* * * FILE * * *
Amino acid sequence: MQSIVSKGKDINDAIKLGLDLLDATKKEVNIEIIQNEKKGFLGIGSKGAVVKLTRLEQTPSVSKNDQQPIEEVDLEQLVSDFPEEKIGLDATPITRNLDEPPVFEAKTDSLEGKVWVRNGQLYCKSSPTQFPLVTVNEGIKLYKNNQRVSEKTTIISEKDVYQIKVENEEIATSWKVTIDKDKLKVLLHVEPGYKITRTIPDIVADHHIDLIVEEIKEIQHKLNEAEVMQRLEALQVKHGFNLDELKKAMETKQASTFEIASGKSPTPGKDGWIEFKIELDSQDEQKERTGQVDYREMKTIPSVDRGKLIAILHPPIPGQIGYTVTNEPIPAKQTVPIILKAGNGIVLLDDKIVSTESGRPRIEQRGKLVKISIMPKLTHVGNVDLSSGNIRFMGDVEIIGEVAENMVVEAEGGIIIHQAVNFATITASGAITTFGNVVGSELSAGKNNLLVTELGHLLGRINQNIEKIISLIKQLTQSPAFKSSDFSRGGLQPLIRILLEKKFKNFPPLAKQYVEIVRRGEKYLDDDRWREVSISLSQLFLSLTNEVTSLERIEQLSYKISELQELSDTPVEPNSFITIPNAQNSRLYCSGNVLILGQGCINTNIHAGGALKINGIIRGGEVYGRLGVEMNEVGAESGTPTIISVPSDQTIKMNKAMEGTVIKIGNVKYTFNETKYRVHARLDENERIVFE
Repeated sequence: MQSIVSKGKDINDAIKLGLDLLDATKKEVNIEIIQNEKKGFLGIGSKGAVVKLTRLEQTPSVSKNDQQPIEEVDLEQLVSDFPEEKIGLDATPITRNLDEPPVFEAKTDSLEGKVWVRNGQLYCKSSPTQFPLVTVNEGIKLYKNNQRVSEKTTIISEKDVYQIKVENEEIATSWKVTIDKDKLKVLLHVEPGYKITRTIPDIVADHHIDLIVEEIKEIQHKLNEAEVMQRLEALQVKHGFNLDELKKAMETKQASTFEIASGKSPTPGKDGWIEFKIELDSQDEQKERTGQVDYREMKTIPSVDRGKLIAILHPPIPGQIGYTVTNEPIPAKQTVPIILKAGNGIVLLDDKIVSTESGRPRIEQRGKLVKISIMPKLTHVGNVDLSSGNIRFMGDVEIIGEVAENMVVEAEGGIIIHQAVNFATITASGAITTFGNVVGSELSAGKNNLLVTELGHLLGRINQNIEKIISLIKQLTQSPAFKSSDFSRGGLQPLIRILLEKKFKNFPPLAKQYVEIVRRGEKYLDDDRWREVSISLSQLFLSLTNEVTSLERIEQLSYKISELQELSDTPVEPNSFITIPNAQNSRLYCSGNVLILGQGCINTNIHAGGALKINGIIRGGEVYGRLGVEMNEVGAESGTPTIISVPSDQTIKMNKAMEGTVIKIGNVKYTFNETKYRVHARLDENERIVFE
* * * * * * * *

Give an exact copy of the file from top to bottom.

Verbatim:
Amino acid sequence: MQSIVSKGKDINDAIKLGLDLLDATKKEVNIEIIQNEKKGFLGIGSKGAVVKLTRLEQTPSVSKNDQQPIEEVDLEQLVSDFPEEKIGLDATPITRNLDEPPVFEAKTDSLEGKVWVRNGQLYCKSSPTQFPLVTVNEGIKLYKNNQRVSEKTTIISEKDVYQIKVENEEIATSWKVTIDKDKLKVLLHVEPGYKITRTIPDIVADHHIDLIVEEIKEIQHKLNEAEVMQRLEALQVKHGFNLDELKKAMETKQASTFEIASGKSPTPGKDGWIEFKIELDSQDEQKERTGQVDYREMKTIPSVDRGKLIAILHPPIPGQIGYTVTNEPIPAKQTVPIILKAGNGIVLLDDKIVSTESGRPRIEQRGKLVKISIMPKLTHVGNVDLSSGNIRFMGDVEIIGEVAENMVVEAEGGIIIHQAVNFATITASGAITTFGNVVGSELSAGKNNLLVTELGHLLGRINQNIEKIISLIKQLTQSPAFKSSDFSRGGLQPLIRILLEKKFKNFPPLAKQYVEIVRRGEKYLDDDRWREVSISLSQLFLSLTNEVTSLERIEQLSYKISELQELSDTPVEPNSFITIPNAQNSRLYCSGNVLILGQGCINTNIHAGGALKINGIIRGGEVYGRLGVEMNEVGAESGTPTIISVPSDQTIKMNKAMEGTVIKIGNVKYTFNETKYRVHARLDENERIVFE
Repeated sequence: MQSIVSKGKDINDAIKLGLDLLDATKKEVNIEIIQNEKKGFLGIGSKGAVVKLTRLEQTPSVSKNDQQPIEEVDLEQLVSDFPEEKIGLDATPITRNLDEPPVFEAKTDSLEGKVWVRNGQLYCKSSPTQFPLVTVNEGIKLYKNNQRVSEKTTIISEKDVYQIKVENEEIATSWKVTIDKDKLKVLLHVEPGYKITRTIPDIVADHHIDLIVEEIKEIQHKLNEAEVMQRLEALQVKHGFNLDELKKAMETKQASTFEIASGKSPTPGKDGWIEFKIELDSQDEQKERTGQVDYREMKTIPSVDRGKLIAILHPPIPGQIGYTVTNEPIPAKQTVPIILKAGNGIVLLDDKIVSTESGRPRIEQRGKLVKISIMPKLTHVGNVDLSSGNIRFMGDVEIIGEVAENMVVEAEGGIIIHQAVNFATITASGAITTFGNVVGSELSAGKNNLLVTELGHLLGRINQNIEKIISLIKQLTQSPAFKSSDFSRGGLQPLIRILLEKKFKNFPPLAKQYVEIVRRGEKYLDDDRWREVSISLSQLFLSLTNEVTSLERIEQLSYKISELQELSDTPVEPNSFITIPNAQNSRLYCSGNVLILGQGCINTNIHAGGALKINGIIRGGEVYGRLGVEMNEVGAESGTPTIISVPSDQTIKMNKAMEGTVIKIGNVKYTFNETKYRVHARLDENERIVFE